Bill Honnen kindly sent me a Google Earth link that showed the lot at Wayne and Seymour where I mentioned that boys played wall ball and half ball. By spinning the image around, I could see the devastation that has been wreaked on the once-beautiful streetscape of the 200 block of W. Seymour St. All the flowering trees that were planted along the sidewalks when I was a kid are gone; nothing left but the metal frames. So sad. I was, however, amazed to see that Lai Cleaners is still at 5001 Wayne Ave. 'Sandy' Lai opened a small hand laundry on the odd side of the 4900 block of Wayne Ave back in the 60s, eventually buying up the old 5 & 10 and opening a laundromat there, a takeaway Chinese restaurant across Wayne Ave, behind Schenks's bakery and finally buying the building at 5001 Wayne Ave, where he opened a dry cleaners and lived upstairs. I used to tutor his son during summer vacations. I am amazed that he is still in business at that location! Where Kodner's was is now a medical center, operated by someone with a name that sounds Indian and the beer distributor site on the SW corner is now a pizza place. I doubt it can hold a candle to the pizzas that Joe Raffaele used to make! Bill says that there are many vacant lots on Tacoma St and on Wayne Ave and that many of the grand homes on Wayne Ave are gone, too. I don't ever want to go back again; I couldn't bear it. And, like others, I also remember the Ye Old Steak and Ale and the Toddle House. The latter had really good hot dogs, cooked on one of those gizmos where the hot dogs go round and round on rollers, so they are cooked evenly. My mouth is watering just thinking of them! Maybe not as good as at the Little Old Dog House next door to the New Lyric Theatre, though.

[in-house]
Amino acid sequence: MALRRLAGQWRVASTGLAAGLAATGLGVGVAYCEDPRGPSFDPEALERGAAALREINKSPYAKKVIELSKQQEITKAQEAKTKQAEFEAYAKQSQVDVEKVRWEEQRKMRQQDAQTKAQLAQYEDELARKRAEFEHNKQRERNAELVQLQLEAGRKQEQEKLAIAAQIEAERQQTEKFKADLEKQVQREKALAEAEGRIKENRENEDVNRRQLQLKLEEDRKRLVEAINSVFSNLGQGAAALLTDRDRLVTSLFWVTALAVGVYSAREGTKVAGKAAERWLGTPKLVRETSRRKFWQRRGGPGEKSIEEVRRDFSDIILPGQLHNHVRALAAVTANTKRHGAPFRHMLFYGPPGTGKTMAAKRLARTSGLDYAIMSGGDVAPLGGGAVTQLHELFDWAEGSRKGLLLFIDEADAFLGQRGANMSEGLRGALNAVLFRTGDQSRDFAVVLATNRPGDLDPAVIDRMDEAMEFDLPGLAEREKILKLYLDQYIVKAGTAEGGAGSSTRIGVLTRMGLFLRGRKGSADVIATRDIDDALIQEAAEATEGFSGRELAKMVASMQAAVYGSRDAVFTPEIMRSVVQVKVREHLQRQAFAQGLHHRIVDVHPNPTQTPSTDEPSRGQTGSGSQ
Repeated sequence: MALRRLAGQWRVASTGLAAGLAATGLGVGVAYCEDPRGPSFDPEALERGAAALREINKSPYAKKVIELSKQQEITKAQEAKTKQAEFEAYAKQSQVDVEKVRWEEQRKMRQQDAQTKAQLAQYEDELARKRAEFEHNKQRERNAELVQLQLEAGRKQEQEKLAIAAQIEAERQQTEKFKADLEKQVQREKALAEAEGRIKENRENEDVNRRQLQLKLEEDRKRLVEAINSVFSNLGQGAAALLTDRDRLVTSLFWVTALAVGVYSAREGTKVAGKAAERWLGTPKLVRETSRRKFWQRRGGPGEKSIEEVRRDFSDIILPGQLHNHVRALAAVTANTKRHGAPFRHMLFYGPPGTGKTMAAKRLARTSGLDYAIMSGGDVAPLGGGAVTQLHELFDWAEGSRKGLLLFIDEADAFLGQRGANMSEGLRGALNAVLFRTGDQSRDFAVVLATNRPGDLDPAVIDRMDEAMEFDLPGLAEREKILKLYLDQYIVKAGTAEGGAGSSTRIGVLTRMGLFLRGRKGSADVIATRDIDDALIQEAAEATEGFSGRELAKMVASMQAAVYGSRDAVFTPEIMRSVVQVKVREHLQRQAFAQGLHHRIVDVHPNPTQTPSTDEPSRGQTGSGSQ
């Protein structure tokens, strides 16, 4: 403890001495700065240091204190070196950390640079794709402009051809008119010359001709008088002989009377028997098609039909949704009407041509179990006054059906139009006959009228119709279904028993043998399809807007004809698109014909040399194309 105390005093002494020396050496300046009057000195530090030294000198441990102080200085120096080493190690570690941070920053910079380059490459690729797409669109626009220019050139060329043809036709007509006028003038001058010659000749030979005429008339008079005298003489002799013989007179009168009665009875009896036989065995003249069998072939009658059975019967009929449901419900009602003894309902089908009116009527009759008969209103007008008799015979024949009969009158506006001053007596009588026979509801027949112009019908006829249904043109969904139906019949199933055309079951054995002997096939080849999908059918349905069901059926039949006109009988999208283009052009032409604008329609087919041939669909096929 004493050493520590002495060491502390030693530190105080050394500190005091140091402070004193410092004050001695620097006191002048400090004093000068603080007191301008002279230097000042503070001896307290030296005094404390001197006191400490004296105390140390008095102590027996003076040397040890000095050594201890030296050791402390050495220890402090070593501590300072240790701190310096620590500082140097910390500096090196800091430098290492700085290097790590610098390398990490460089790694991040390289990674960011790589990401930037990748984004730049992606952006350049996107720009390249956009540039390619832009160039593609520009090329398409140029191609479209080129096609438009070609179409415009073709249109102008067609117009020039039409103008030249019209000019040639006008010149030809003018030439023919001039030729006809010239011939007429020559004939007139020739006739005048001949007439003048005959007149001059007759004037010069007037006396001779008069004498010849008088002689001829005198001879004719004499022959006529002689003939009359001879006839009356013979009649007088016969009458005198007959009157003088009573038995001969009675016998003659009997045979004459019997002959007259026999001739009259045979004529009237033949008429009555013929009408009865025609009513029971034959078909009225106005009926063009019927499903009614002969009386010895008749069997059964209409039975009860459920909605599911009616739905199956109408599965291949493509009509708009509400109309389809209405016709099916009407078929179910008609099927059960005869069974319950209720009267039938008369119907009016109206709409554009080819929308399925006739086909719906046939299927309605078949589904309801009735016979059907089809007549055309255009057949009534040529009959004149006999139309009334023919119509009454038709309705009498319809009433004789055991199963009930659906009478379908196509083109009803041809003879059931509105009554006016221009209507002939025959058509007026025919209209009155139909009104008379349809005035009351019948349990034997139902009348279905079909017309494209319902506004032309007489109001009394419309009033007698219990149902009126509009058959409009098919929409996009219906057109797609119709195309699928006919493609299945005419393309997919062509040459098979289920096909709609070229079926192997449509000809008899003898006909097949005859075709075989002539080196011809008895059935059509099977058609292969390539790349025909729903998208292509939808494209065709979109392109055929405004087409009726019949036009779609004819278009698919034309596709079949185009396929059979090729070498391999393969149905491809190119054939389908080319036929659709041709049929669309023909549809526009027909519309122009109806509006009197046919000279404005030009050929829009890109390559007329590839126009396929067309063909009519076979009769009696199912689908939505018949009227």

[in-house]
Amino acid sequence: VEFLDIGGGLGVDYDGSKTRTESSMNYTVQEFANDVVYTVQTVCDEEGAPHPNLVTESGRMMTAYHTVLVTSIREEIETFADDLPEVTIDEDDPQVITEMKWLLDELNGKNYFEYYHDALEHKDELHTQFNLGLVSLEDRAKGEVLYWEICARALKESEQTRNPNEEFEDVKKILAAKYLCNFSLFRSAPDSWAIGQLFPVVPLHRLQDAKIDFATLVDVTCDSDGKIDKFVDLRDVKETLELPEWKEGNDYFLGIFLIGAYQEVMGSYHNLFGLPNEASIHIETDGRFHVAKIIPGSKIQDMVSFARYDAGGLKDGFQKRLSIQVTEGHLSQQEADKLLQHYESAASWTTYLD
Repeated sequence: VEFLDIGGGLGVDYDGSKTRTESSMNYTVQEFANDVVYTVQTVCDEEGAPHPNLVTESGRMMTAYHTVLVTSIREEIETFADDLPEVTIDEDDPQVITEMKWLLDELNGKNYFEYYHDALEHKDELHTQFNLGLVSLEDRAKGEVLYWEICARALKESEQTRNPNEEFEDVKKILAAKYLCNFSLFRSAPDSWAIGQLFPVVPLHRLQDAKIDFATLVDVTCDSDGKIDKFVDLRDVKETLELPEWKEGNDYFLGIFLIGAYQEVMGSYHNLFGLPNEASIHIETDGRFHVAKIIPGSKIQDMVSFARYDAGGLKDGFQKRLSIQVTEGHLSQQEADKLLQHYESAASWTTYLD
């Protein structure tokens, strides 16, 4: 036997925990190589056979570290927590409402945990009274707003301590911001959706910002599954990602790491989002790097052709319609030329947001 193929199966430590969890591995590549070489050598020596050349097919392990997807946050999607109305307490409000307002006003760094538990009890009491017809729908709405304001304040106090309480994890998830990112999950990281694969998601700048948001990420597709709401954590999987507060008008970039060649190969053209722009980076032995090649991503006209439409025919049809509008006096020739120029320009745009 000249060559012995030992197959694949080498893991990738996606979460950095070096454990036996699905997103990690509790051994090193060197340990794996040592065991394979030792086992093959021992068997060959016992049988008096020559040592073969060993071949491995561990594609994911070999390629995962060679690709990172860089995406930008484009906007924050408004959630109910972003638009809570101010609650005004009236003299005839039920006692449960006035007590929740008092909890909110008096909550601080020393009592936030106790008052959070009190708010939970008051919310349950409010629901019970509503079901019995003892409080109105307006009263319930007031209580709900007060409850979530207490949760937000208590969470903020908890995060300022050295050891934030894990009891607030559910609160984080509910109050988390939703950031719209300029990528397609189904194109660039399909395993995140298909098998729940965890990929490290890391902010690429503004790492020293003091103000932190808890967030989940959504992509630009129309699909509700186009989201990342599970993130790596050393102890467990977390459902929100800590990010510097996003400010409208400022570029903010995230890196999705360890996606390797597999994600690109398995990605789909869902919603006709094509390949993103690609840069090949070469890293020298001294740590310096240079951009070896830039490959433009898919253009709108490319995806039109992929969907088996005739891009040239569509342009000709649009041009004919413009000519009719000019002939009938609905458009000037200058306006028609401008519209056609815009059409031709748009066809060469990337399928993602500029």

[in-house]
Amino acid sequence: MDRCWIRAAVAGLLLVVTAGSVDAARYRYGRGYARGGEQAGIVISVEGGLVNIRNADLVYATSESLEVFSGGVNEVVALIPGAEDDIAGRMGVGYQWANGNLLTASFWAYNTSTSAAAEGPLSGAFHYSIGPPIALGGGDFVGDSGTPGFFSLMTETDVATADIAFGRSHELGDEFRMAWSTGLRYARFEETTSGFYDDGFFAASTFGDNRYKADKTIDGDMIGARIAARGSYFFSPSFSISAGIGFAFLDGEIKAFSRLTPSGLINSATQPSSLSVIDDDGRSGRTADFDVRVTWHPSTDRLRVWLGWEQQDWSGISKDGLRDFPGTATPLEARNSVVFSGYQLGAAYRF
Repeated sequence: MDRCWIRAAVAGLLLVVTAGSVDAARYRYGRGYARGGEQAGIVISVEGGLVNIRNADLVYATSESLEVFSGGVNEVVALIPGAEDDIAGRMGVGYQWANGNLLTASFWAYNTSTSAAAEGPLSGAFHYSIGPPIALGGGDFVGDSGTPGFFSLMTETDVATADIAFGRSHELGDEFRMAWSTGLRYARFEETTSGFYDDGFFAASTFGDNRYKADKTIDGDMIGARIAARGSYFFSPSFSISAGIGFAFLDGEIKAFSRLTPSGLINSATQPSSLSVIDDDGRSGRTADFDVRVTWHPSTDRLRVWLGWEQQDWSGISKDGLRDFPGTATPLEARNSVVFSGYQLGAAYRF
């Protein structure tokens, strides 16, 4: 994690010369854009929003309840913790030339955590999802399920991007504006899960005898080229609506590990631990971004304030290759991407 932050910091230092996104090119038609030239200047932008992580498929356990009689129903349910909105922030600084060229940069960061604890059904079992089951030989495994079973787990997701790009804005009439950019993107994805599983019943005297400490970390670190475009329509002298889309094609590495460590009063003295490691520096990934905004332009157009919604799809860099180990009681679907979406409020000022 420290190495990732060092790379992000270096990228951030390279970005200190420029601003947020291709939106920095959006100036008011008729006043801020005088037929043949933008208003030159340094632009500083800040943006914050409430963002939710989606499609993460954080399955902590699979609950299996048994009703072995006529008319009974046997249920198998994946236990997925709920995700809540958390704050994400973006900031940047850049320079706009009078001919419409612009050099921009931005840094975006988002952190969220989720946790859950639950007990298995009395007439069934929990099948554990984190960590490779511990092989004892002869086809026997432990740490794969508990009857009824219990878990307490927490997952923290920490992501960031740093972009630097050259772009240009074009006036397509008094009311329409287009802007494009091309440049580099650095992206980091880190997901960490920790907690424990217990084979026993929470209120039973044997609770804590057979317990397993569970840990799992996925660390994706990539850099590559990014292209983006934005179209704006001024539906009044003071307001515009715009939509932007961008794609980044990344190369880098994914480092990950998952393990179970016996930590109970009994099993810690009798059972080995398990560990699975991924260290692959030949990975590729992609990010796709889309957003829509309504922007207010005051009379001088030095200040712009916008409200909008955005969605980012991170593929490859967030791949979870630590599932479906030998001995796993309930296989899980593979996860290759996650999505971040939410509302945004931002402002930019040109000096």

Banished Blogger [01-27-2011]
Hey JBS, I have come to the conclusion, after reading many blogs on the site from you, that you are really wasting your time. There is a writing career just waiting for you. Think about it.If people read the story of the second story man, from kensington, imagine how many books you could sell with your knowledge of the history of germantown and its many characters thru the years. I am very much impressed that you knew and or remembered that Ron Ebert who played basketball for North Catholic back in the early fifties, married my cousin Nancy Mc Sherry. I,for one would, buy a hard back copy as long as you would give me an signature copy.
ED BURKE [01-27-2011]